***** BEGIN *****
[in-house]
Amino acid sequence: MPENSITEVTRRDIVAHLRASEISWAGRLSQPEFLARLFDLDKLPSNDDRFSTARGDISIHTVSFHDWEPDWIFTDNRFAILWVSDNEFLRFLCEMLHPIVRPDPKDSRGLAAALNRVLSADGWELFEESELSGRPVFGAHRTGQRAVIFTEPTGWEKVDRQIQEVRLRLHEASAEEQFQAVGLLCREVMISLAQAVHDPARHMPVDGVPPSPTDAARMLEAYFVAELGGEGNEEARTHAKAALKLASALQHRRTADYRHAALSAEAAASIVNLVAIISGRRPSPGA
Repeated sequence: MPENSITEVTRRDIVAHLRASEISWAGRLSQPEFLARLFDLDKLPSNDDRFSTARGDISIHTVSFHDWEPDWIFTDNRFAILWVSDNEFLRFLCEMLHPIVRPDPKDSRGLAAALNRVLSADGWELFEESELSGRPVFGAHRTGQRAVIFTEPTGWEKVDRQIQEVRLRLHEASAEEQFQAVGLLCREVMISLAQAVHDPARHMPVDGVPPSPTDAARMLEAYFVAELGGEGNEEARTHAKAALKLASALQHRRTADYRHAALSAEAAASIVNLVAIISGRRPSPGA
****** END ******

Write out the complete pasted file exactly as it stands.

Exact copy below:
[in-house]
Amino acid sequence: MPENSITEVTRRDIVAHLRASEISWAGRLSQPEFLARLFDLDKLPSNDDRFSTARGDISIHTVSFHDWEPDWIFTDNRFAILWVSDNEFLRFLCEMLHPIVRPDPKDSRGLAAALNRVLSADGWELFEESELSGRPVFGAHRTGQRAVIFTEPTGWEKVDRQIQEVRLRLHEASAEEQFQAVGLLCREVMISLAQAVHDPARHMPVDGVPPSPTDAARMLEAYFVAELGGEGNEEARTHAKAALKLASALQHRRTADYRHAALSAEAAASIVNLVAIISGRRPSPGA
Repeated sequence: MPENSITEVTRRDIVAHLRASEISWAGRLSQPEFLARLFDLDKLPSNDDRFSTARGDISIHTVSFHDWEPDWIFTDNRFAILWVSDNEFLRFLCEMLHPIVRPDPKDSRGLAAALNRVLSADGWELFEESELSGRPVFGAHRTGQRAVIFTEPTGWEKVDRQIQEVRLRLHEASAEEQFQAVGLLCREVMISLAQAVHDPARHMPVDGVPPSPTDAARMLEAYFVAELGGEGNEEARTHAKAALKLASALQHRRTADYRHAALSAEAAASIVNLVAIISGRRPSPGA